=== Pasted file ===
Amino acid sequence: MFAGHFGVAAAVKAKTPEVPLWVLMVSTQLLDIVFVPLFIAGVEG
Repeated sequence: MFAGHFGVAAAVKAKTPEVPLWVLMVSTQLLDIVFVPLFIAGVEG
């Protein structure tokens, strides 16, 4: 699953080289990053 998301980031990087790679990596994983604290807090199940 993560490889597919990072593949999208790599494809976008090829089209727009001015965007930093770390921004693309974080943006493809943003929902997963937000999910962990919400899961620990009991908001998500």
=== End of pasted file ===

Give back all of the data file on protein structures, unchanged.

Amino acid sequence: MFAGHFGVAAAVKAKTPEVPLWVLMVSTQLLDIVFVPLFIAGVEG
Repeated sequence: MFAGHFGVAAAVKAKTPEVPLWVLMVSTQLLDIVFVPLFIAGVEG
């Protein structure tokens, strides 16, 4: 699953080289990053 998301980031990087790679990596994983604290807090199940 993560490889597919990072593949999208790599494809976008090829089209727009001015965007930093770390921004693309974080943006493809943003929902997963937000999910962990919400899961620990009991908001998500």